The fundamentally Eurosceptic DUP campaigned in favour of Brexit, due largely to an influx of intra-EU low-wage labour into NI. This was at odds with NI electors who voted overwhelmingly in favour of Remain (56:44). Thirty-five per cent of NI exports (excluding Britain) are dependent upon free trade with the Republic, while the rest of the EU is its second biggest export market.

Concomitantly, EU-UK plans to grant NI special and differential treatment were opposed by the Scottish government, as NI’s integration with the EU Single Market (SM) would have delivered a considerable comparative advantage over Scotland.

The UK stays within the EU Customs Union and Single Market  - for now

Third, the agreement means the UK remains integrated with the EU CU until the end of 2020, or until a solution can be reached to resolve the Irish border issue. The WA leaves the UK within the EU SM temporarily, but it also means that, in the short term, Britain foregoes its right to sign a new set of FTAs with third countries.

The duration of the UK’s CU membership can be extended by mutual agreement. The short-term implications of this are extensive. First, the UK cannot enter into any new trade agreement with a third party – such as Australia – until it exits the CU.

Second, CU membership means the UK remains subject to all EU border and customs requirements; for business, this is a positive aspect, as UK tariffs will remain harmonized with the EU, while SM membership is retained, ensuring the Four Freedoms (free movement of goods, services, labour and capital) continue for 21 months.

May promised that Brexit meant leaving both the CU and the SM; in reality, under tremendous pressure from peak groups, such as the Confederation of British Industry (CBI), the Conservative government was forced to retain membership of the CU and SM. To do otherwise would have ignited industrial chaos. Already, major employers, such as Jaguar Land Rover, have axed 5000 jobs, victims of Brexit uncertainty and falling Chinese demand.

A Norwegian half-way house?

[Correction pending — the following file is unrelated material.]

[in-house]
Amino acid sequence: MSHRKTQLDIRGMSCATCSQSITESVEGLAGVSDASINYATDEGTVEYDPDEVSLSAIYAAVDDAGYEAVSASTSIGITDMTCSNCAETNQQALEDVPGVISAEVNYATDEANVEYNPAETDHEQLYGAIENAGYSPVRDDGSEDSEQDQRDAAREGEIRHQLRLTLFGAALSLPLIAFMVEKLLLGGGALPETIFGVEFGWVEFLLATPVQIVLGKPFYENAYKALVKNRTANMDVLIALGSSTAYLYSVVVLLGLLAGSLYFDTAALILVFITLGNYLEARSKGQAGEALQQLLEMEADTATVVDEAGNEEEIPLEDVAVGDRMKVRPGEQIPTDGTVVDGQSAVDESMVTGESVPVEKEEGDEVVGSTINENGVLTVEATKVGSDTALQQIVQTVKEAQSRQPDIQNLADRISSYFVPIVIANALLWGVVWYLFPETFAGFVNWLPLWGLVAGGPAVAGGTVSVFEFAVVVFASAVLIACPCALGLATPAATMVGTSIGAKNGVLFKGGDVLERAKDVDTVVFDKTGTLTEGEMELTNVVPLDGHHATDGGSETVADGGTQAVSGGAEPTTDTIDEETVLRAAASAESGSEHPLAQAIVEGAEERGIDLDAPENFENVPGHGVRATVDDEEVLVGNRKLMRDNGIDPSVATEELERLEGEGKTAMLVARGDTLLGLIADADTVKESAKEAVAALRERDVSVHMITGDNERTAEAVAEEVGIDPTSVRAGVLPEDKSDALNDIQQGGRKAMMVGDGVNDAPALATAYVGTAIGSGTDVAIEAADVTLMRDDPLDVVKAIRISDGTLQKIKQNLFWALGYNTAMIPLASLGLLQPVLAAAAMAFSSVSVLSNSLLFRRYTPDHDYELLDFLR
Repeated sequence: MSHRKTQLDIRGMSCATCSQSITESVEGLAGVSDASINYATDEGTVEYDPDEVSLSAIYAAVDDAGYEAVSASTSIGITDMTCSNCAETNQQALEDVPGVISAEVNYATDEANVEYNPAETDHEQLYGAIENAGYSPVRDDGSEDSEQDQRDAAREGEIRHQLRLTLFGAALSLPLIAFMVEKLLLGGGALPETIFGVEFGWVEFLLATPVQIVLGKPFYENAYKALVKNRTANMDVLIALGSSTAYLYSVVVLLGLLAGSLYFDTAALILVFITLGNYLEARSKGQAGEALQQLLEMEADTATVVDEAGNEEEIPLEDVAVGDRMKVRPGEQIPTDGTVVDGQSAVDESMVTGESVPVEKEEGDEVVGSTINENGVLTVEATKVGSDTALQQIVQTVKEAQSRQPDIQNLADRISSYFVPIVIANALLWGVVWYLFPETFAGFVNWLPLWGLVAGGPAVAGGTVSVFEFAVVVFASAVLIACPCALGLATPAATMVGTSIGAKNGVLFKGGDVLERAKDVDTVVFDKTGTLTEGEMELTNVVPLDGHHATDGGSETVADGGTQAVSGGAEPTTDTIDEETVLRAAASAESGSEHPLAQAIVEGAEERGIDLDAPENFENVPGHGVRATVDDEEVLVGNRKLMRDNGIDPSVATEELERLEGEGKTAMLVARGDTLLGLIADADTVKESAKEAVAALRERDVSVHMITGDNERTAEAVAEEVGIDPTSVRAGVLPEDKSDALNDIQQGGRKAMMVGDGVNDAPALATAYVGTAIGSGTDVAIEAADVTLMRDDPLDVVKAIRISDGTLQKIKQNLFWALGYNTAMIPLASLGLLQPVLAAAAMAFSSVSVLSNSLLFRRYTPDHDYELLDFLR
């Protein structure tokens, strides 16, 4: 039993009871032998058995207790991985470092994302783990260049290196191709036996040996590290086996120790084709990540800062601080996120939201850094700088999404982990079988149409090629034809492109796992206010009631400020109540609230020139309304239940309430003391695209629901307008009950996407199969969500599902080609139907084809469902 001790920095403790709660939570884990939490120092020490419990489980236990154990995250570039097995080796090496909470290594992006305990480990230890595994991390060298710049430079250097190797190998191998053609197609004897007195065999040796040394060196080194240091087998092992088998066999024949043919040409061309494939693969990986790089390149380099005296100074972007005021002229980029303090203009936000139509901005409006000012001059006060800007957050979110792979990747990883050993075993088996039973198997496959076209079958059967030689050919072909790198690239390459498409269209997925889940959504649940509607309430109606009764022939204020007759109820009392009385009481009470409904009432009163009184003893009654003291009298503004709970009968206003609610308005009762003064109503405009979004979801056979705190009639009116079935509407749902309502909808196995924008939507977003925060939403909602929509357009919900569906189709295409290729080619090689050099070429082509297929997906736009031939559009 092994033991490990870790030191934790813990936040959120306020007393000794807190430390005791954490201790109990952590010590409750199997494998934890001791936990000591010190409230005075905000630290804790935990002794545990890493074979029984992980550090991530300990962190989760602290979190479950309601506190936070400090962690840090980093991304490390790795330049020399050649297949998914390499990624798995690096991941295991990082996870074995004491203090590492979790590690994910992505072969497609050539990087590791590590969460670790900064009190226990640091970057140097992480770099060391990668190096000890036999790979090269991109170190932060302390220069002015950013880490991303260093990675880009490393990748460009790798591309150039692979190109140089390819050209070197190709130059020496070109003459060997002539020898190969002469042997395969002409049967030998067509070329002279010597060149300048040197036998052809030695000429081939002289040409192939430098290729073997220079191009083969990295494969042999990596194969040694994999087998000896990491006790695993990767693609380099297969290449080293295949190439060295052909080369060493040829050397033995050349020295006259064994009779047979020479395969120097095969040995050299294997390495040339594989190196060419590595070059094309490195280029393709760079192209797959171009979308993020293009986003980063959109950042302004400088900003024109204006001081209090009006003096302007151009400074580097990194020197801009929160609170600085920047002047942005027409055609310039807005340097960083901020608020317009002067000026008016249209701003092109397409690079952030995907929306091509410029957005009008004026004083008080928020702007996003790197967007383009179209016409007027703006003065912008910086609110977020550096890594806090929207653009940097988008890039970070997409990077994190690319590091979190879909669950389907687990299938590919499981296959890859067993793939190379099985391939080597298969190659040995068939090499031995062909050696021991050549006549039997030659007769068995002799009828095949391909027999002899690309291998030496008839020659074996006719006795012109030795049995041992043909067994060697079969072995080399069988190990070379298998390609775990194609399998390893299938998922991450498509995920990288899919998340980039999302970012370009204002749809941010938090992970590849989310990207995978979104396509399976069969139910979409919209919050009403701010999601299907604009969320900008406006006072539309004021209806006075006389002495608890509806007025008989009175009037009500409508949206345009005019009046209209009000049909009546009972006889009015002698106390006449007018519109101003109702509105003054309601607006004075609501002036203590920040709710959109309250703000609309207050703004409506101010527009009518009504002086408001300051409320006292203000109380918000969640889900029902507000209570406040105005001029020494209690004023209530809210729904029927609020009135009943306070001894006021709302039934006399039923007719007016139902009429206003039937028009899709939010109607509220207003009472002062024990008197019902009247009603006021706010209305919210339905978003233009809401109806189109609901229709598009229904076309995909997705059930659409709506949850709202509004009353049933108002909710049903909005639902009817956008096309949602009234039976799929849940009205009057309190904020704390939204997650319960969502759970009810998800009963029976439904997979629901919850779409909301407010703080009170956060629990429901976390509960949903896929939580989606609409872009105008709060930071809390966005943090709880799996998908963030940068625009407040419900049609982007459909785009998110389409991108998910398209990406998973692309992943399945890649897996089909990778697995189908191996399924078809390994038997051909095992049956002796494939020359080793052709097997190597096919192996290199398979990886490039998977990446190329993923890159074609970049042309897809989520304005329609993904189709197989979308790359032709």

A ‘Norway-plus' solution has been canvassed publicly, notably by Work and Pensions Minister, Amber Rudd. Norway, Iceland and Liechtenstein are members of the European Economic Area (EEA), which grants them access to the SM. In return, EEA members conform with the Four Freedoms and contribute to the EU budget. However, they do not have representation in either the EU Councils or the European Parliament. They are also subject to the EU market law regime and the European Court of Justice.

In contrast, Switzerland has remained outside both the EU and EEA; instead, it has signed over 100 bilateral agreements with the EU to maintain access to the SM. However, the Norway model of  ‘pay and obey with no say’ has proven deeply divisive among Brexiters. Moreover, Britain cannot simply accede to the EEA agreement.

Brexit will affect UK investment in Australia

There are serious implications for Australia arising from Brexit.

The UK is Australia’s second-biggest investor and Europe’s financial centre. In 2015, UK direct and portfolio investment in Australia totaled $499 billion. Once excluded from the SM, British banks will no longer have ‘passporting’ rights to offer financial services throughout the EU-27. London-based firms have already begun shedding staff and shifting operations to Frankfurt, Paris and Dublin. 

Theresa May concluded a WA that was ‘Brexit only in name’, but she had few alternatives.

The Bank of England, Treasury and every credible private and public-sector economic forecaster has warned of dire consequences of a hard Brexit.

Recent UK economic performance already lags behind its EU stable mates, including Germany, France and Italy, on almost every major economic indicator. The lesson of economic disintegration is clear: no country has ever withdrawn from a FTA and experienced increased living standards.